Posted at 10:40 AM on July 20, 2007
by Steve Rudolph
Despite rumors that his days with the team were numbered, the Chicago White Sox signed ace Mark Buehrle to a four-year, $56 million contract before the All-Star break.
Last week, the Indians inked slugger Travis Hafner to a $57 million extension that will keep him in Cleveland through 2012.
Three days after he was named MVP of the All-Star game, the Seattle signed outfielder Ichiro Suzuki to a $90 deal locking him to the Mariners through 2012.
These three dramatic moves have shown me two things: (1) Everyday the Twins sit idle the price the team must pay to keep Torii Hunter and Johan Santana increases and (2) Avoiding contract negotiations during the season is a ill-fated approach.
I understand why teams often have a policy of not negotiating or talking about contracts once the season begins. They don’t want to create an off-field distraction that could hurt either the team or the individual’s performance should negotiations sour. But rules are meant to be broken.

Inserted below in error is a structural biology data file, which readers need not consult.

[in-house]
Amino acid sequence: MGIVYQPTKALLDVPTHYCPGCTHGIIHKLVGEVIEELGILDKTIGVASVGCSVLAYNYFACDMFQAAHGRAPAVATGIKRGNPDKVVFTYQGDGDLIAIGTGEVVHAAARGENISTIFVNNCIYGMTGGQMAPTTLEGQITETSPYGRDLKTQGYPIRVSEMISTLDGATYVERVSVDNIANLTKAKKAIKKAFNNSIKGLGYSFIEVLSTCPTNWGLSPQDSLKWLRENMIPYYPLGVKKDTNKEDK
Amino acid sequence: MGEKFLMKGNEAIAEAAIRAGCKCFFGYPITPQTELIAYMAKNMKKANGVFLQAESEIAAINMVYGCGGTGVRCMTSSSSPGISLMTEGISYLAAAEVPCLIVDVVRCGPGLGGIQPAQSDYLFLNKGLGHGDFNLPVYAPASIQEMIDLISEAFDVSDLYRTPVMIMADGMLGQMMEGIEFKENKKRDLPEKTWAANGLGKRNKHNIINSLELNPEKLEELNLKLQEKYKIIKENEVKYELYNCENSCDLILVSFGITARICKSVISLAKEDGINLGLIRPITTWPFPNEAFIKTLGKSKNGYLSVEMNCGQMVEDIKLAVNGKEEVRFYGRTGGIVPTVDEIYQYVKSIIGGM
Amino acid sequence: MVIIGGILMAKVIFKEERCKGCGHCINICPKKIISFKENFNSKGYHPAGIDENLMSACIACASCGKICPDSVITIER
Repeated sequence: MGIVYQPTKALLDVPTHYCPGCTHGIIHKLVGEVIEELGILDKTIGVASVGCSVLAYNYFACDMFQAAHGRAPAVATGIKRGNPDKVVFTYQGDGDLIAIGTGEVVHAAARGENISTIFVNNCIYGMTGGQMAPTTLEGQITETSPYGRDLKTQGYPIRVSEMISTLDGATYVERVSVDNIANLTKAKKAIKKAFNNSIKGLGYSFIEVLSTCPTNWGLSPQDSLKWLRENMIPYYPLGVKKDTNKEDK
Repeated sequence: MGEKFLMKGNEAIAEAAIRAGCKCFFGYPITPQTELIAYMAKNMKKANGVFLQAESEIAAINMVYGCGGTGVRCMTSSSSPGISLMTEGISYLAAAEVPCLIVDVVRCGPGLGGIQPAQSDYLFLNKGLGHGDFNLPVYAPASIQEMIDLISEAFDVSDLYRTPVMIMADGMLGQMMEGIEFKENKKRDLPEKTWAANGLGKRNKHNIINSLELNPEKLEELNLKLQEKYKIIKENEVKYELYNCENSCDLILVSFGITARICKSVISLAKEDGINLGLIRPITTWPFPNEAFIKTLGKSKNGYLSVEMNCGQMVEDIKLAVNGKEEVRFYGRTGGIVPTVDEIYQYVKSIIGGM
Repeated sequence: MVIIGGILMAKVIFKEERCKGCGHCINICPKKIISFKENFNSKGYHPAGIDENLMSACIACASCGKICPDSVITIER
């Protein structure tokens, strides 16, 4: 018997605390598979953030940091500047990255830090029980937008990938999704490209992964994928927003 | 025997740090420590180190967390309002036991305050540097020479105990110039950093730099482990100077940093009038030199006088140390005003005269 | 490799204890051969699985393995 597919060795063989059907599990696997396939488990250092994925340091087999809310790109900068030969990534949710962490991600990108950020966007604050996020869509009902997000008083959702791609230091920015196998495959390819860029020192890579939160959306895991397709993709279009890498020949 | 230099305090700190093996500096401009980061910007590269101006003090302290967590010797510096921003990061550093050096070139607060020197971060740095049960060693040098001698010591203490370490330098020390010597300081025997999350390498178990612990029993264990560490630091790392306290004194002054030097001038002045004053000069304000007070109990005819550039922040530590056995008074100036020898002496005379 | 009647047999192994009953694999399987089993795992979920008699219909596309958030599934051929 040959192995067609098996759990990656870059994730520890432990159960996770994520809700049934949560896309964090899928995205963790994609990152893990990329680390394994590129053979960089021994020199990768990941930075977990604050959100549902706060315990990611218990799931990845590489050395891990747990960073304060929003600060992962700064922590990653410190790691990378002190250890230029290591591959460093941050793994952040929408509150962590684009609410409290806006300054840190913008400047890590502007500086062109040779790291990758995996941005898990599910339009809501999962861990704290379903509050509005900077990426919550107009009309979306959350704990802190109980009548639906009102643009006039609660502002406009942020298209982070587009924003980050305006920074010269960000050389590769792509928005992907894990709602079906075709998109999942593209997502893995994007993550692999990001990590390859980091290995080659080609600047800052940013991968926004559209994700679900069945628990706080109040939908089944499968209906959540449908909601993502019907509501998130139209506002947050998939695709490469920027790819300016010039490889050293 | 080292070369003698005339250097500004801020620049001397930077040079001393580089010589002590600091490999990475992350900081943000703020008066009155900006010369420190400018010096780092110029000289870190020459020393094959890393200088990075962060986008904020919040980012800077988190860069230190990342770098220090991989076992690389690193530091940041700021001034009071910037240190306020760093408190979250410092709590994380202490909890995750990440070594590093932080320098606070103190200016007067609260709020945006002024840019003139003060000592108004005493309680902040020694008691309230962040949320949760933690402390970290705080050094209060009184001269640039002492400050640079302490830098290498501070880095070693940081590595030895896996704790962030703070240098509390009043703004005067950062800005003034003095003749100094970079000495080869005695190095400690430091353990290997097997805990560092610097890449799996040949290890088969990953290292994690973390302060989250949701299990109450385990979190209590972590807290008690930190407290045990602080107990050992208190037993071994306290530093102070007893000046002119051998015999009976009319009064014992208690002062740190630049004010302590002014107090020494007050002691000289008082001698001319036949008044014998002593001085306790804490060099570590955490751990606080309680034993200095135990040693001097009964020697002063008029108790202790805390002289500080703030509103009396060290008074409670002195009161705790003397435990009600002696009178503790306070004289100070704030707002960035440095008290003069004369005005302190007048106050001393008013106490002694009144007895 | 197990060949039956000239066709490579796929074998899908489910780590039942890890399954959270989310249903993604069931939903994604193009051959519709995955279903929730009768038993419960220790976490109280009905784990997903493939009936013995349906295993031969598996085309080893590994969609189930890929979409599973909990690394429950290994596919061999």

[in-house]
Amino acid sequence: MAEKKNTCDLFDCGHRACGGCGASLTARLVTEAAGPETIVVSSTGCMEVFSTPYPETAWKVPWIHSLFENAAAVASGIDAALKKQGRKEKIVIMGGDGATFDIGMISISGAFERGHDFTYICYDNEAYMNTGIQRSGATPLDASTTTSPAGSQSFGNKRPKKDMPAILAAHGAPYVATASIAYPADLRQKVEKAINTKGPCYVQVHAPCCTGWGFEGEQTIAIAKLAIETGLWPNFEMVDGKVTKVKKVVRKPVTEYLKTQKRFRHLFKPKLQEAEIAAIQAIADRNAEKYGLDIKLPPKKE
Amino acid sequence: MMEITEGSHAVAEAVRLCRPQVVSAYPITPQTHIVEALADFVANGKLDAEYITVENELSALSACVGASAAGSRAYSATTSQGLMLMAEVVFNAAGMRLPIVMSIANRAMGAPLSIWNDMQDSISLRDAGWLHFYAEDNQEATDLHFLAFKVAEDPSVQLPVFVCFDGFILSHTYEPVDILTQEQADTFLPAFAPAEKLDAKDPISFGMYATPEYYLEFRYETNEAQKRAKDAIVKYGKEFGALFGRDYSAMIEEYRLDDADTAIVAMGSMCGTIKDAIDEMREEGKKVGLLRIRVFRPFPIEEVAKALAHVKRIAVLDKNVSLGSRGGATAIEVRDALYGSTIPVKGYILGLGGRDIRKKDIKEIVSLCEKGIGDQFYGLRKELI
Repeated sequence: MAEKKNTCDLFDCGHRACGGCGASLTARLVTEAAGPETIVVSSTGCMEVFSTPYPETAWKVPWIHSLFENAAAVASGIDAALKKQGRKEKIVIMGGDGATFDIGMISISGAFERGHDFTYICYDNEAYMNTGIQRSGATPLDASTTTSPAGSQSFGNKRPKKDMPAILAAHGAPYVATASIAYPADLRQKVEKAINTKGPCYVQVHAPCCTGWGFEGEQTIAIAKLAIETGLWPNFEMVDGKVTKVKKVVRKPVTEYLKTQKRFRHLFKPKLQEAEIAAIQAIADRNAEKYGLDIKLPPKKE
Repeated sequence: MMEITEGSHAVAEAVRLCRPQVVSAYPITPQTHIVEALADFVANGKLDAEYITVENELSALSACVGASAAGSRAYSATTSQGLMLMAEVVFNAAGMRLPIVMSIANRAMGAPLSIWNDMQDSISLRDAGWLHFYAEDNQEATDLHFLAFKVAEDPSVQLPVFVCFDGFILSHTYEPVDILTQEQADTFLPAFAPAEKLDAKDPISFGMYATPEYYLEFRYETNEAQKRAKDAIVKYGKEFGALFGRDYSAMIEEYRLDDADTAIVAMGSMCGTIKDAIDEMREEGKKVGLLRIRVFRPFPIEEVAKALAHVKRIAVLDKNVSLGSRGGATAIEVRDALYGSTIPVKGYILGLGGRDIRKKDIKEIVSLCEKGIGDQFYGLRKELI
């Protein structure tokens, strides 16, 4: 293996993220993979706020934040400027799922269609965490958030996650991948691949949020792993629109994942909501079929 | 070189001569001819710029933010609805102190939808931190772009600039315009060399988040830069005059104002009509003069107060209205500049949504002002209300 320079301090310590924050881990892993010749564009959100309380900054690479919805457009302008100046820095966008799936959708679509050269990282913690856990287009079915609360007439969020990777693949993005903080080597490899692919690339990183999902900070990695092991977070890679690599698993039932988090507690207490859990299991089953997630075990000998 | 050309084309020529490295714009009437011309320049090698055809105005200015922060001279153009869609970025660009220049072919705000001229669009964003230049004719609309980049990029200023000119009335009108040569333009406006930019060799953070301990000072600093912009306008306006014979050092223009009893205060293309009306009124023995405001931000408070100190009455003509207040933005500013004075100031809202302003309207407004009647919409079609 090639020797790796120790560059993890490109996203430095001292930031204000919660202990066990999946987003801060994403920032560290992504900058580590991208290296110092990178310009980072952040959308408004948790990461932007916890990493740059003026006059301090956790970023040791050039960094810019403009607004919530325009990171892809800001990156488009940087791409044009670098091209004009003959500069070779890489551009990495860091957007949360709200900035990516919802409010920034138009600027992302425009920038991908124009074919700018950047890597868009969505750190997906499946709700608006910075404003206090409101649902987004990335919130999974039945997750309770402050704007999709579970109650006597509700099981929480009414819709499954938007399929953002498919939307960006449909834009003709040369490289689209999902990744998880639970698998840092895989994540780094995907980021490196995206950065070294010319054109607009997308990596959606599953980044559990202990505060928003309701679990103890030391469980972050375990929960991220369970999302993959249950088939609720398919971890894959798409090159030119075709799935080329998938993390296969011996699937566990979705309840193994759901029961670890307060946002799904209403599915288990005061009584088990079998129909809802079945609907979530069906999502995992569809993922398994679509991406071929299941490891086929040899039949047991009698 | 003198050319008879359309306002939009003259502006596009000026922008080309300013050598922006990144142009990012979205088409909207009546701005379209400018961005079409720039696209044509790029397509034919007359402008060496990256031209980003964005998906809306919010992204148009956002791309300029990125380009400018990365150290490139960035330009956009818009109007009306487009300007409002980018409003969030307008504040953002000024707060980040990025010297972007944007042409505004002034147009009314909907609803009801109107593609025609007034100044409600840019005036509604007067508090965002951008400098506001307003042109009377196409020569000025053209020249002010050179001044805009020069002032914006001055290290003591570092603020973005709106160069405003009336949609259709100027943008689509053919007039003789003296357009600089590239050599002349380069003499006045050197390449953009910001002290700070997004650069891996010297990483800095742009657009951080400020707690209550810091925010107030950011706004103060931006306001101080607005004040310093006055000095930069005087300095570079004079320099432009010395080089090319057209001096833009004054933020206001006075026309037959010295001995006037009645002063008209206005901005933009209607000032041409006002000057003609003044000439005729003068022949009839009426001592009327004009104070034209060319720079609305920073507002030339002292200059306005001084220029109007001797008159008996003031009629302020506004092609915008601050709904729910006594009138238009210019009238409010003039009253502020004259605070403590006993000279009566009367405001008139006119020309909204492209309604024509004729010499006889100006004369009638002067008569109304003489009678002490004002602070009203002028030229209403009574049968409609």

What’s more distracting for the Twins, having Torii Hunter audition for his upcoming free agency in every American League city he visits or having Terry Ryan and Hunter’s agent (or Santana’s for that matter) negotiating quietly behind the scenes?
Doesn’t having a contract discussion with Hunter’s agent now actually improve the Twins’ position? If they determine that the cost of re-signing Hunter will break their bank, they can trade the All-Star before month’s end and get some prospects in return rather than allowing him to leave this winter when they’d only get a compensatory draft pick in return.
On the flip side, should they manage to sign Hunter before the July 31 trading deadline it would remove a cloud of uncertainty hanging over the team’s future and could spark the Twins in August and September.
Terry Ryan has given contract extensions to players during the season before (Dennis Reyes and Mike Redmond). Those both worked out well. Why stop now?